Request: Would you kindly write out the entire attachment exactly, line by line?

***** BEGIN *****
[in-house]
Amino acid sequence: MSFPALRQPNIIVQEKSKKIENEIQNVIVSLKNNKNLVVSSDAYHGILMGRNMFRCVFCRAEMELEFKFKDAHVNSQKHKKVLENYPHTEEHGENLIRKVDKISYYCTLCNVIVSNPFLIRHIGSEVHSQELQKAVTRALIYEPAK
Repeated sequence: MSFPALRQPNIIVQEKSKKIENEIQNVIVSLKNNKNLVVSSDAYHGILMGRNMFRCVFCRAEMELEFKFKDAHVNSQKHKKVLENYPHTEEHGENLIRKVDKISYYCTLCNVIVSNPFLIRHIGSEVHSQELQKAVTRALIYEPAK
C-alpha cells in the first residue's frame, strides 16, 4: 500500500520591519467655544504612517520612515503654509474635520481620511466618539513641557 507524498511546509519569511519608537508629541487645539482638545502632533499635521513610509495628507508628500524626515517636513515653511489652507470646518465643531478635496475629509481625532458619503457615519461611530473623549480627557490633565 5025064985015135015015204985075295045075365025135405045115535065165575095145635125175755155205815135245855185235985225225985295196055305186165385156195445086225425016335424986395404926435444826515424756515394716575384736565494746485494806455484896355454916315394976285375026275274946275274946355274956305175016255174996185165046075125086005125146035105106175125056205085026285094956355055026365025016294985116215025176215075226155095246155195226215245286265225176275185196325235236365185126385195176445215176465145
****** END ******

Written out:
[in-house]
Amino acid sequence: MSFPALRQPNIIVQEKSKKIENEIQNVIVSLKNNKNLVVSSDAYHGILMGRNMFRCVFCRAEMELEFKFKDAHVNSQKHKKVLENYPHTEEHGENLIRKVDKISYYCTLCNVIVSNPFLIRHIGSEVHSQELQKAVTRALIYEPAK
Repeated sequence: MSFPALRQPNIIVQEKSKKIENEIQNVIVSLKNNKNLVVSSDAYHGILMGRNMFRCVFCRAEMELEFKFKDAHVNSQKHKKVLENYPHTEEHGENLIRKVDKISYYCTLCNVIVSNPFLIRHIGSEVHSQELQKAVTRALIYEPAK
C-alpha cells in the first residue's frame, strides 16, 4: 500500500520591519467655544504612517520612515503654509474635520481620511466618539513641557 507524498511546509519569511519608537508629541487645539482638545502632533499635521513610509495628507508628500524626515517636513515653511489652507470646518465643531478635496475629509481625532458619503457615519461611530473623549480627557490633565 5025064985015135015015204985075295045075365025135405045115535065165575095145635125175755155205815135245855185235985225225985295196055305186165385156195445086225425016335424986395404926435444826515424756515394716575384736565494746485494806455484896355454916315394976285375026275274946275274946355274956305175016255174996185165046075125086005125146035105106175125056205085026285094956355055026365025016294985116215025176215075226155095246155195226215245286265225176275185196325235236365185126385195176445215176465145